Friday, October 12, 2007

More Gloom and Doom from the CTA

As Chicago's CTA falls further into decay, gridlock, permanent construction projects, the ominous threat of fare hikes and service cuts persists. The president of the CTA is reduced to panhandling as this just-received email attests:

Letter from CTA President Ron Huberman

Dear CTA Customer:

Today, I unveiled the CTA's proposed 2008 budget that lays out a series of painful service cuts, fare increases and lay-offs that will happen on January 6, 2008. These actions are required to meet our legal obligation to submit a balanced budget and are in addition to those service cuts and fare increases that will take effect on November 4th.

All of us at the CTA understand that these service cuts and fare increases will cause you a tremendous hardship. We know that you will face fewer travel options, less frequent service and more crowded buses and trains. To make matters worse, the drastic measures described in the 2008 budget are in addition to the service cuts, fare increases and lay-offs that will take place on November 4th if the Illinois Legislature does not enact fundamental funding reforms.

It is important for our customers to know that all of us at the CTA do not want to see this budget become reality. We remain hopeful that the Illinois General Assembly will pass a long-term funding solution.

Please know that we sought to minimize the impact of our budget deficit wherever we could. For example, we reduced our costs by over $38 million this year alone - without impacting service. The CTA and its unions have also agreed to an unprecedented five-year contract, contingent on legislative action, which would enable the CTA to reduce costs and manage itself more like a business. The Illinois Legislature, however, has yet to pass the bill that would give the CTA authority to put these reforms in place. This inaction is costing the CTA more than $11 million each month.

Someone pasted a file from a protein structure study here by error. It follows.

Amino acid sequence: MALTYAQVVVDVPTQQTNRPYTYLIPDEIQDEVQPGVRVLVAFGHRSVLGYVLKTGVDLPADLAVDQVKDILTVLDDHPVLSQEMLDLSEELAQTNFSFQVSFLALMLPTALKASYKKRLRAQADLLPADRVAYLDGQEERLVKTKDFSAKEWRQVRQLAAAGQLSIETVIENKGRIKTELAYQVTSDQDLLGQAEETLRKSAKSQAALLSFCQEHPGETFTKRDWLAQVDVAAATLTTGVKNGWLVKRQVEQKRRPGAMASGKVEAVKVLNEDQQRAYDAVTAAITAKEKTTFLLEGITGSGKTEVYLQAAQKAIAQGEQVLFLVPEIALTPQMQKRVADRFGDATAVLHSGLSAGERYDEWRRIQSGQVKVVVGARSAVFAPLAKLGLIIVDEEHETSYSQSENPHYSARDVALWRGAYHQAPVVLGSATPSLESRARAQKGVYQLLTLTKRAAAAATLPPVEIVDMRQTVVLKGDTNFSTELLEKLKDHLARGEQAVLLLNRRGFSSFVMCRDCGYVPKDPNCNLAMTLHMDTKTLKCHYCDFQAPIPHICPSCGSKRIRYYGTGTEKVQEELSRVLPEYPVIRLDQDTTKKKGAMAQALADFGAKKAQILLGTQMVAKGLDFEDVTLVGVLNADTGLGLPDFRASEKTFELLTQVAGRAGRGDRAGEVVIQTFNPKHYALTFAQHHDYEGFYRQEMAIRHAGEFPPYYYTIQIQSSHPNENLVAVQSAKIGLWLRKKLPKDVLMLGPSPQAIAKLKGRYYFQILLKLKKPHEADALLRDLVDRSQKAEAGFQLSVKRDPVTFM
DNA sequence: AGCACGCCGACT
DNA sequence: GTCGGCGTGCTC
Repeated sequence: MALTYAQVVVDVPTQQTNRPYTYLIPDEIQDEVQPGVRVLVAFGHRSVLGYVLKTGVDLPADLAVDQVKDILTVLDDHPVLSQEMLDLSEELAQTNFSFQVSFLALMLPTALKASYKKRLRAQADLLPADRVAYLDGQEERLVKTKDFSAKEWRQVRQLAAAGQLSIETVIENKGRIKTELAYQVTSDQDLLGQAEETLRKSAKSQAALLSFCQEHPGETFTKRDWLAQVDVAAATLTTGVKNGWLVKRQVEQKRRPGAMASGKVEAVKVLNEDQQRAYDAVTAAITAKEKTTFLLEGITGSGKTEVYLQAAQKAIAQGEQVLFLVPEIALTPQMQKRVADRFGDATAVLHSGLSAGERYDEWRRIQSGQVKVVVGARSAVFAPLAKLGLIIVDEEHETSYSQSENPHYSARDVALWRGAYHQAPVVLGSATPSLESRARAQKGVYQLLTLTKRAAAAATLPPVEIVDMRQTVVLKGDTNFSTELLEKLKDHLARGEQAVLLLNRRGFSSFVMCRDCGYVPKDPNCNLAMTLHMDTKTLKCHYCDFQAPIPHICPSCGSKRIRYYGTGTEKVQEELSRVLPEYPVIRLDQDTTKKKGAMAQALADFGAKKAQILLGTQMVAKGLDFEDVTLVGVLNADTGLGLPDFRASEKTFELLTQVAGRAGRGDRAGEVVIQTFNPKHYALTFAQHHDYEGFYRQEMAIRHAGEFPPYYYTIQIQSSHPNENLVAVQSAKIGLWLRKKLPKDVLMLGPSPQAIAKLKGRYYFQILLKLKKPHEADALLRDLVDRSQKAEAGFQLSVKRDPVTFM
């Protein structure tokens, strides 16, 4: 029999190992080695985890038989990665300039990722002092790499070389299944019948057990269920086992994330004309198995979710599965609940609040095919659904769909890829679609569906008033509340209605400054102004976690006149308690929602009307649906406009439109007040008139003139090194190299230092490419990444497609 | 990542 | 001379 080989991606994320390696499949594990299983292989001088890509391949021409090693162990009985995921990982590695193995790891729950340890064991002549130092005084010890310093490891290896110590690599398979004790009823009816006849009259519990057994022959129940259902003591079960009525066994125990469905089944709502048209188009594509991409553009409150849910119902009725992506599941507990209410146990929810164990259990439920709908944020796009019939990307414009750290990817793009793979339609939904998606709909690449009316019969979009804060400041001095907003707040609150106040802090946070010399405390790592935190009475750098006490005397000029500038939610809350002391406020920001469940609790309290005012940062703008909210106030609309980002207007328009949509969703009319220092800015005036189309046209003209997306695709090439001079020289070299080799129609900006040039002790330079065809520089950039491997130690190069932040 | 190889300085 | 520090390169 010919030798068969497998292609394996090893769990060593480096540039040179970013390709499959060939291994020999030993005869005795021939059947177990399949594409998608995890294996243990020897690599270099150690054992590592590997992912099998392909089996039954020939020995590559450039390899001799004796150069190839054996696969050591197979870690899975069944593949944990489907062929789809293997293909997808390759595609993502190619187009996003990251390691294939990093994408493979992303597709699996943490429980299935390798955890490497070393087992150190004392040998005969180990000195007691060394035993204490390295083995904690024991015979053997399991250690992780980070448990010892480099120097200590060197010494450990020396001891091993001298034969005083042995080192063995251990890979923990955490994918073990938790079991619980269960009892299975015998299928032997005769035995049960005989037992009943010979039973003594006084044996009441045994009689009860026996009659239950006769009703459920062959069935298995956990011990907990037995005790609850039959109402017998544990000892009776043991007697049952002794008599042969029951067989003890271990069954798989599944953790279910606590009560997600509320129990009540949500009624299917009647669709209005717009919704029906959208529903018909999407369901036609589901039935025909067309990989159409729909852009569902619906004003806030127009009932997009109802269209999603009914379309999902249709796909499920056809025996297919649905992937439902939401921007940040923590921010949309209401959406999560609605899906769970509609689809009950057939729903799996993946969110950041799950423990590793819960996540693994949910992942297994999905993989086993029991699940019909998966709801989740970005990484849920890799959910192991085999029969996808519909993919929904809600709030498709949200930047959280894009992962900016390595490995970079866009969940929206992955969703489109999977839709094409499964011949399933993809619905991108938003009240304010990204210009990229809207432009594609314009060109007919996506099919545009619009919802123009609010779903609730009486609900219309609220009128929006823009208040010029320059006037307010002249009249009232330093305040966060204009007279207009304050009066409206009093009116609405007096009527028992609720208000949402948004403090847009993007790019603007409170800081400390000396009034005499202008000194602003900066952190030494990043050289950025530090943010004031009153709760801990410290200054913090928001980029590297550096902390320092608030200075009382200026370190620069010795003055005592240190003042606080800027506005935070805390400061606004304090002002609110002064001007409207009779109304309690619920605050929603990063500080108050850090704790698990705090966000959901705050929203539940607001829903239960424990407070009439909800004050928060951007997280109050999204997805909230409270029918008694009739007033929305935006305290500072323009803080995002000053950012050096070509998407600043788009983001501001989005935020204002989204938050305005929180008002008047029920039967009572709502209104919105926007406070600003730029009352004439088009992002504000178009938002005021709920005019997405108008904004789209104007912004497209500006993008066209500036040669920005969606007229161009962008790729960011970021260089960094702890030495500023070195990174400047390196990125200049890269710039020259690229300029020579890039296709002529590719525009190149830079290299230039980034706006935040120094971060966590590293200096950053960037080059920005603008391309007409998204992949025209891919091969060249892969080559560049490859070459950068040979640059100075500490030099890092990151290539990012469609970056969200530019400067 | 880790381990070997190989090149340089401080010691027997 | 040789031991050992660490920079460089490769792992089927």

So, while the CTA continues to look for every opportunity to cut costs, there is simply no way we can manage our way out of a $158 million deficit in 2008.

The CTA continues to fight for sufficient transit funding and we need your help. Please contact the Governor and your state legislators and tell them how important mass transit funding is to you. In addition to calling or writing your legislators, you can go to www.transitchicago.com where a link will allow you to easily send a message.

With your support, we are hopeful that we will finally get a long-term solution to the CTA's funding shortfalls and put future "doomsdays" to rest. If the State enacts pending legislation before November 4th, these service cuts and fare increases will not go into effect.

Sincerely yours,

Ron Huberman
President

Where is the outrage? This is what happens when you have half-assed neither-free-market-nor-socialist crony corporatism. If the CTA were a public company, even as a monopoly there would be a shareholder revolt. I'm not exactly a fan of socialism, but if the people of Cook County were the actual owners of the CTA (since the taxpayers ultimately pay for it anyway), this never would have happened. Instead the people of Chicago are at the mercy of a political elite, who use the CTA as a way of rewarding their minions with easy jobs, and simply milk the populace for more money when the patronage jobs run out. To paraphrase James Howard Kunstler, this transportation system would be the envy of a third world nation like Bolivia. I see only a few options for the average citizen:

  1. Vote with your feet. Do not reward piss poor performance with more fares. Use alternate transportation like the Metra, bicycling, walking, driving, and cabs. I got to work downtown faster on my bicycle than I ever would on the Brown Line.
  2. Demand that the monopoly be broken up. The most basic study of economics would reveal that competition reduces prices and improves quality.
  3. Demand that the monopoly be bought out by the government. This would be the least desirable solution, but a government funded monopoly is far worse than a government agency. At least this would put the CTA's decision making process into the hands of the people and make it easier to monitor. No taxation without representation!
Please read my previous rant on this subject.

No comments: